If you mapped out the countries where the literary journal Illuminations has traveled, the route would go from England and the United States to Japan and Tanzania. Long-time editor Simon Lewis, professor of English and recipient of the 2021 Governor’s Award in the Humanities, found a permanent home for the journal at the College of Charleston in 1996. Since then, supported by the Department of English, the journal annually highlights the poetry, creative writing, interviews, translations and artwork of diverse artists.
“Our goal is to publish new writers alongside some of the world’s finest,” says Lewis. “Illuminations has a local and global connection and publishes emerging and established poets from across the globe.”
This year marks the 40th anniversary of Illuminations, (the 37th print issue) and includes selections from established writers like Paul Allen, a beloved poetry professor at CofC who retired after 30 years, and emerging writers like Michael Wiese, a prisoner of the Texas Department of Criminal Justice.
“The international focus of Illuminations brings a wide variety of voices and sensibilities to readers,” says Marjory Wentworth, poet and adjunct instructor of English at CofC. “This brilliant symphony of voices helps us all better understand the world – this is a great service to the CofC community and everyone who picks up a copy of this excellent publication.”
This year’s cover features work by local fiber artist Torreah “Cookie” Washington, who weaves stories of the African American experience into quilts to keep the tradition alive. Her quilt “My Ancestors’ Acres Stolen, Seeking Return” is a collaborative project with the Acres of Ancestry Initiative/Black Agrarian Fund, a nonprofit working to restore landownership to Black farmers who were robbed of their land. Lewis says he was drawn to this particular quilt because it taps into the broader story of racial discrimination in the U.S.
Inspired by the indifference Lewis has witnessed to global suffering in the last few years, the latest issue of the journal is dedicated to “the millions killed by COVID, to the people of Ukraine and to all those displaced by war and violence.”
“Poetry is an attentive art,” he says. “In the writing, it depends on the poets’ attention to what is going on, and in the reading, poetry ought to make its readers pay attention.”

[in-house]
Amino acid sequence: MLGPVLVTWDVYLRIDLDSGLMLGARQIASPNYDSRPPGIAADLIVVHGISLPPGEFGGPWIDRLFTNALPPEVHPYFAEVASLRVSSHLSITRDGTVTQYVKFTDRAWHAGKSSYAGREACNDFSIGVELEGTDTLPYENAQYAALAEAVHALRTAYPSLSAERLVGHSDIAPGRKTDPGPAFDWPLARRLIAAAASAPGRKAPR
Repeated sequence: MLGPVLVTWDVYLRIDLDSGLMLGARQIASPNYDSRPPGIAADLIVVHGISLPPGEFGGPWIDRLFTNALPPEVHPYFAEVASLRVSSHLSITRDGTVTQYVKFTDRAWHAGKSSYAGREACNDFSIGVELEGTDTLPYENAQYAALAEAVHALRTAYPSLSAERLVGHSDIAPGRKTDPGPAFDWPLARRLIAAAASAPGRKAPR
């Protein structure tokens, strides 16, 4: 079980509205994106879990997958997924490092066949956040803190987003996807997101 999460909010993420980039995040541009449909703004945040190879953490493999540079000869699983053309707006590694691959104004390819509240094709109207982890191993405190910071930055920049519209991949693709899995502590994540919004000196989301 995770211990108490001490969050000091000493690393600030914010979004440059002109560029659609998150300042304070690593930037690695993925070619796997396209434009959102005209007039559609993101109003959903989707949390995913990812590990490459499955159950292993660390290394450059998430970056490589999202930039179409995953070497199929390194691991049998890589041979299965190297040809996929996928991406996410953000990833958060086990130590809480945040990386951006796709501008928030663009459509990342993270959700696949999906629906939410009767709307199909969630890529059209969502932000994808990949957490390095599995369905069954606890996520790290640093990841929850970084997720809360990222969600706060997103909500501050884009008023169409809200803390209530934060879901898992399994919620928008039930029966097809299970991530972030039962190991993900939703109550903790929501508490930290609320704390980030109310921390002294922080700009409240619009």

Featuring poetry, fiction and nonfiction, the literary journal Crazyhorse has been with the College since 2001 when Bret Lott, author and professor of English, took over the reins from another university. Since then, it has earned the reputation of being one of the most influential literary journals published today. The final issue of Crazyhorse was published in the spring of 2022 and will be relaunched in 2023 under the new title, swamp pink.
“Literary journals not only bring prestige and name recognition to the department, they help create a culture of literary activity,” says Scott Peeples, professor and chair of the English department. “Students get a chance to see and hear writers who come to campus because of the journals and the literary culture they help create.”
At the College, former faculty member Paul Allen founded the award-winning undergraduate journal Miscellany in 1980 to give student-writers and student-editors a voice and the opportunity to hone their craft and learn about the publishing process.
The value of having a student literary publication is demonstrated by Patrick Wohlscheid ’22, the former co-editor of Miscellany, who published academic essays in several journals and presented work at four academic conferences. This fall he begins his graduate study in English at Johns Hopkins University.
The experiences and opportunities these journals present for students are invaluable, says Jammie Huynh, a student in the College’s Master of Fine Arts in Creative Writing Program.
“The most important aspect is the camaraderie and the relationships that are built in that space and environment,” says Huynh, who received the Free Verse Poetry Prize for her collection Out of Darkness. “We all have something to learn from one another and a creative writing program or literary journal is a perfect place to do so.”
Living for Literature
The faculty members of the Department of English play an essential role in the campus’s literary culture, which is evidenced by some of the books they’ve published in recent years. Books published by English department faculty since 2019 include:
Simon Lewis and Adam Domby: Freedoms Gained and Lost: Reconstruction and Its Meanings 150 Years Later (Fordham University Press, 2022)
Tim Carens: Strange Gods: Love and Idolatry in the Victorian Novel (Routledge, 2022)
Gary Jackson: origin story: poems (University of New Mexico Press, 2021)
Myra Seaman: Objects of Affection: The Book and the Household in Late Medieval England (Manchester University Press, 2021)
William Russell: Inventing the Critic in Renaissance England (University of Delaware Press, 2020)
Scott Peeples: The Man of the Crowd: Edgar Allan Poe and the City (Princeton University Press, 2020)
Kathleen Béres: Rogers, Scorpions in the Mind: The Romantic Construction of Obsession (Palgrave, 2019)
Anthony Varallo: The Lines (novel; University of Iowa Press, 2019)